Early golf balls, dating to the 16th century, had smooth surfaces. When the rubberlike gutta-percha ball replaced the feather ball in the 1840s, golfers noticed that the balls flew better after the smooth surface had been nicked from use.
Patterned golf ball molds replaced smooth molds in the 1870s. The molds included a gridlike mesh, a spider web design and a bramble pattern. In 1905, Englishman William Taylor patented the dimple method of golf ball marking. By 1930, the dimple pattern was the industry standard.
Dimples improve the flight of a golf ball: They reduce the drag caused by friction in the air and help the ball fly farther. Dimpled golf balls experience about half the drag of those with no dimples.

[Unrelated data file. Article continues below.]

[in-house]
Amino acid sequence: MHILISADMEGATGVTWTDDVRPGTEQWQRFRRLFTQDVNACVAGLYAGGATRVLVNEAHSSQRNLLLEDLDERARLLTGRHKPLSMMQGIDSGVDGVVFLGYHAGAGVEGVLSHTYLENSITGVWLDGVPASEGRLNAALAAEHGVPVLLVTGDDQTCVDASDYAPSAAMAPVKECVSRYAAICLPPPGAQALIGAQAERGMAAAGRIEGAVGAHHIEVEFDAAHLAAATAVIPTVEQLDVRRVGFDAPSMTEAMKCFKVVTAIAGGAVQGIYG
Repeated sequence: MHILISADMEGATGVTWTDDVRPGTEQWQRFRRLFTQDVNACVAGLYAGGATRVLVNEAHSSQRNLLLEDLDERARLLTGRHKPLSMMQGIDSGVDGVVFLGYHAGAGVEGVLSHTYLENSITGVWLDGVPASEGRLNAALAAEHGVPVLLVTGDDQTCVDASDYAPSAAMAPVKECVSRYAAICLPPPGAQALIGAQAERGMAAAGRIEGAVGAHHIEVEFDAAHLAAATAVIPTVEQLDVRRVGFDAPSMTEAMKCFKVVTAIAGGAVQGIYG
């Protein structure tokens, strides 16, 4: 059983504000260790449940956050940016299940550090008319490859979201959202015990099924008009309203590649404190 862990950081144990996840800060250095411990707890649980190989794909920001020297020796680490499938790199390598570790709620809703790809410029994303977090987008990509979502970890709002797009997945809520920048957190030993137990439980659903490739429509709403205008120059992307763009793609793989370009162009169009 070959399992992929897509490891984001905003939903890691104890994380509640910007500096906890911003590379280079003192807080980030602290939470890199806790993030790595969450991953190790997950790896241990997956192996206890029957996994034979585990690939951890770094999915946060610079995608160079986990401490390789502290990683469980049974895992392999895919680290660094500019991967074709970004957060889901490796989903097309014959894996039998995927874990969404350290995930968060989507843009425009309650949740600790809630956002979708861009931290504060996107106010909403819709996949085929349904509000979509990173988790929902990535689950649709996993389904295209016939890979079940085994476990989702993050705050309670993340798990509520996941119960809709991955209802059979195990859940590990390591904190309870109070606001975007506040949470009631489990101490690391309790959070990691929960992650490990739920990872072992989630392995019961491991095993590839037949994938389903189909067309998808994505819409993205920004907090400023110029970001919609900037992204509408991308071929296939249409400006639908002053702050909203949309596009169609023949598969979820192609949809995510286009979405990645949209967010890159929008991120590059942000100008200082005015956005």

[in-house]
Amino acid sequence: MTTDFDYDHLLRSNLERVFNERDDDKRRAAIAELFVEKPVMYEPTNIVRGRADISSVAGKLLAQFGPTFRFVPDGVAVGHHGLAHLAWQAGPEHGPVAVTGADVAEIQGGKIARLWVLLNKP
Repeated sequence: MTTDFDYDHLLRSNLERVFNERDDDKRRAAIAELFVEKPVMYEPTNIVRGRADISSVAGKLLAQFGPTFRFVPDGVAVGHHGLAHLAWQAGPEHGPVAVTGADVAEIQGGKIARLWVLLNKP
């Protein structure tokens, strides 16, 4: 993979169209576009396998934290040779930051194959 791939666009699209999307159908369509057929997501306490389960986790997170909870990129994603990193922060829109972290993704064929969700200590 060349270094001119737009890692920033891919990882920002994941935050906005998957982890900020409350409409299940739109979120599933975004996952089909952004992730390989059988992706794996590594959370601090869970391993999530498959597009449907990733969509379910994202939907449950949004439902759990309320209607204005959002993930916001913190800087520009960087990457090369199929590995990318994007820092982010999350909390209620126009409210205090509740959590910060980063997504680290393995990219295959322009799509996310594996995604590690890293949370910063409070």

How Dimples Work
Just like an airplane, a golf ball in flight is affected by both air flow and gravity. Gravity pulls the ball toward the ground, while the aerodynamic force in the direction of motion, known as drag force, dictates the distance it travels.
The United States Golf Association regulates the design of golf balls, setting standards for size and weight, but does not regulate the dimple pattern. Although round dimples are the standard, golf ball manufacturers have used a variety of other shapes, including squares, rectangles and hexagons.